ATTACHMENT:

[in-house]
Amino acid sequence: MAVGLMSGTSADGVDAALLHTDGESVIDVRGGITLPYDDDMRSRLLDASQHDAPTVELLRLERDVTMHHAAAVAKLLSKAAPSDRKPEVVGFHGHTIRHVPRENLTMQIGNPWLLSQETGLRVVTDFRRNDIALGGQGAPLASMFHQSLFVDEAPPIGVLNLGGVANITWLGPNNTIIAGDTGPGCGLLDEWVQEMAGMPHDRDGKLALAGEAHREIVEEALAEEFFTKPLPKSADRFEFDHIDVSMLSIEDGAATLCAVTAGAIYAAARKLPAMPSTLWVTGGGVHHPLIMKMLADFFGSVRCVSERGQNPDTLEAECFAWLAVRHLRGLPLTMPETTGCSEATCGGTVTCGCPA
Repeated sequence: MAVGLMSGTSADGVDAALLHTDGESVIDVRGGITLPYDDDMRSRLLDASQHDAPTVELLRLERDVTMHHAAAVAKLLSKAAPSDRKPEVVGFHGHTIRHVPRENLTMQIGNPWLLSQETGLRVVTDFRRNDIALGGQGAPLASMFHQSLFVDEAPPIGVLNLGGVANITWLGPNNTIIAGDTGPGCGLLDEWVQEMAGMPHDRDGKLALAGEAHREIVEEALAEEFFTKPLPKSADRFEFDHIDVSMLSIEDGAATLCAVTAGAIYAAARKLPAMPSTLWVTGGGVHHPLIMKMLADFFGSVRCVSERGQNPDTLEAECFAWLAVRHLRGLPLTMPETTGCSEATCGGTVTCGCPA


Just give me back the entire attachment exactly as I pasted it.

[in-house]
Amino acid sequence: MAVGLMSGTSADGVDAALLHTDGESVIDVRGGITLPYDDDMRSRLLDASQHDAPTVELLRLERDVTMHHAAAVAKLLSKAAPSDRKPEVVGFHGHTIRHVPRENLTMQIGNPWLLSQETGLRVVTDFRRNDIALGGQGAPLASMFHQSLFVDEAPPIGVLNLGGVANITWLGPNNTIIAGDTGPGCGLLDEWVQEMAGMPHDRDGKLALAGEAHREIVEEALAEEFFTKPLPKSADRFEFDHIDVSMLSIEDGAATLCAVTAGAIYAAARKLPAMPSTLWVTGGGVHHPLIMKMLADFFGSVRCVSERGQNPDTLEAECFAWLAVRHLRGLPLTMPETTGCSEATCGGTVTCGCPA
Repeated sequence: MAVGLMSGTSADGVDAALLHTDGESVIDVRGGITLPYDDDMRSRLLDASQHDAPTVELLRLERDVTMHHAAAVAKLLSKAAPSDRKPEVVGFHGHTIRHVPRENLTMQIGNPWLLSQETGLRVVTDFRRNDIALGGQGAPLASMFHQSLFVDEAPPIGVLNLGGVANITWLGPNNTIIAGDTGPGCGLLDEWVQEMAGMPHDRDGKLALAGEAHREIVEEALAEEFFTKPLPKSADRFEFDHIDVSMLSIEDGAATLCAVTAGAIYAAARKLPAMPSTLWVTGGGVHHPLIMKMLADFFGSVRCVSERGQNPDTLEAECFAWLAVRHLRGLPLTMPETTGCSEATCGGTVTCGCPA